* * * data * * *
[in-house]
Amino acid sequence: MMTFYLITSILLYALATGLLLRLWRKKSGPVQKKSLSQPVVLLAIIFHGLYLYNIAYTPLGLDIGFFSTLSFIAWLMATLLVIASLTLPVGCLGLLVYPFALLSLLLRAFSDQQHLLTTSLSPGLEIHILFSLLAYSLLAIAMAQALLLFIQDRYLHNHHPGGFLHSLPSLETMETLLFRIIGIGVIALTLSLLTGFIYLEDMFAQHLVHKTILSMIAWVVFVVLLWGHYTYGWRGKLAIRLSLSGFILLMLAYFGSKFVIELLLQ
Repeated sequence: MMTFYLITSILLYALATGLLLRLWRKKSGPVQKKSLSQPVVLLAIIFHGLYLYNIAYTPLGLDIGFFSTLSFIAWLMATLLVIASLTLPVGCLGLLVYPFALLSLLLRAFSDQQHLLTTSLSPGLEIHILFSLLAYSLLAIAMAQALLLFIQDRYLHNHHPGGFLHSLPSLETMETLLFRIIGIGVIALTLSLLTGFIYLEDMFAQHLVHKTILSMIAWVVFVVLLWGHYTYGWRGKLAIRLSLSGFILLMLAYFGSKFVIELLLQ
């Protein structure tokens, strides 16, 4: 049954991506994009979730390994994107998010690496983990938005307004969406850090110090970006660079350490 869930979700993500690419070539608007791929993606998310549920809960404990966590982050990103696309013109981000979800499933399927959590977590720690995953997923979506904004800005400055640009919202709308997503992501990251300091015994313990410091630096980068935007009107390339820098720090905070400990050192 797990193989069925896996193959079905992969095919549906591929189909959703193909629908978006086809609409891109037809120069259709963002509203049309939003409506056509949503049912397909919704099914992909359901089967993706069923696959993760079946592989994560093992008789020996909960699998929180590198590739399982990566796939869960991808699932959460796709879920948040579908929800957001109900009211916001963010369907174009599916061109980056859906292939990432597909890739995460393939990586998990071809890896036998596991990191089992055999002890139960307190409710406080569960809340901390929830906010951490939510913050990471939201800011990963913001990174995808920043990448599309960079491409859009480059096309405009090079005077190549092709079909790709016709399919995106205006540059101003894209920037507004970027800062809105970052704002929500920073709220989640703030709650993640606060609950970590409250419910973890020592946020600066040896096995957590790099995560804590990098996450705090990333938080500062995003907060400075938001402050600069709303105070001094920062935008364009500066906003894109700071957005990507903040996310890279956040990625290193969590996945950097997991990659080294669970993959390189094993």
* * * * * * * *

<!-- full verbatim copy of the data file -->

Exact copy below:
[in-house]
Amino acid sequence: MMTFYLITSILLYALATGLLLRLWRKKSGPVQKKSLSQPVVLLAIIFHGLYLYNIAYTPLGLDIGFFSTLSFIAWLMATLLVIASLTLPVGCLGLLVYPFALLSLLLRAFSDQQHLLTTSLSPGLEIHILFSLLAYSLLAIAMAQALLLFIQDRYLHNHHPGGFLHSLPSLETMETLLFRIIGIGVIALTLSLLTGFIYLEDMFAQHLVHKTILSMIAWVVFVVLLWGHYTYGWRGKLAIRLSLSGFILLMLAYFGSKFVIELLLQ
Repeated sequence: MMTFYLITSILLYALATGLLLRLWRKKSGPVQKKSLSQPVVLLAIIFHGLYLYNIAYTPLGLDIGFFSTLSFIAWLMATLLVIASLTLPVGCLGLLVYPFALLSLLLRAFSDQQHLLTTSLSPGLEIHILFSLLAYSLLAIAMAQALLLFIQDRYLHNHHPGGFLHSLPSLETMETLLFRIIGIGVIALTLSLLTGFIYLEDMFAQHLVHKTILSMIAWVVFVVLLWGHYTYGWRGKLAIRLSLSGFILLMLAYFGSKFVIELLLQ
């Protein structure tokens, strides 16, 4: 049954991506994009979730390994994107998010690496983990938005307004969406850090110090970006660079350490 869930979700993500690419070539608007791929993606998310549920809960404990966590982050990103696309013109981000979800499933399927959590977590720690995953997923979506904004800005400055640009919202709308997503992501990251300091015994313990410091630096980068935007009107390339820098720090905070400990050192 797990193989069925896996193959079905992969095919549906591929189909959703193909629908978006086809609409891109037809120069259709963002509203049309939003409506056509949503049912397909919704099914992909359901089967993706069923696959993760079946592989994560093992008789020996909960699998929180590198590739399982990566796939869960991808699932959460796709879920948040579908929800957001109900009211916001963010369907174009599916061109980056859906292939990432597909890739995460393939990586998990071809890896036998596991990191089992055999002890139960307190409710406080569960809340901390929830906010951490939510913050990471939201800011990963913001990174995808920043990448599309960079491409859009480059096309405009090079005077190549092709079909790709016709399919995106205006540059101003894209920037507004970027800062809105970052704002929500920073709220989640703030709650993640606060609950970590409250419910973890020592946020600066040896096995957590790099995560804590990098996450705090990333938080500062995003907060400075938001402050600069709303105070001094920062935008364009500066906003894109700071957005990507903040996310890279956040990625290193969590996945950097997991990659080294669970993959390189094993």